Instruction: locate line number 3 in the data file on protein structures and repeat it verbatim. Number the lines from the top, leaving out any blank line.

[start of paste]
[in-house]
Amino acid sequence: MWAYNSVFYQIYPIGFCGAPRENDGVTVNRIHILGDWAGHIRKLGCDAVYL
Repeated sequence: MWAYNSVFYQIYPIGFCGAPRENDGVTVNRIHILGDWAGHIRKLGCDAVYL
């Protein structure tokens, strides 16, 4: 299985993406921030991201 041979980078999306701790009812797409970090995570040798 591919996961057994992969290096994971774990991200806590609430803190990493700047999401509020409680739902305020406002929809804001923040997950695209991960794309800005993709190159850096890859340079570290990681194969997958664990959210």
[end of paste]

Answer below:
Repeated sequence: MWAYNSVFYQIYPIGFCGAPRENDGVTVNRIHILGDWAGHIRKLGCDAVYL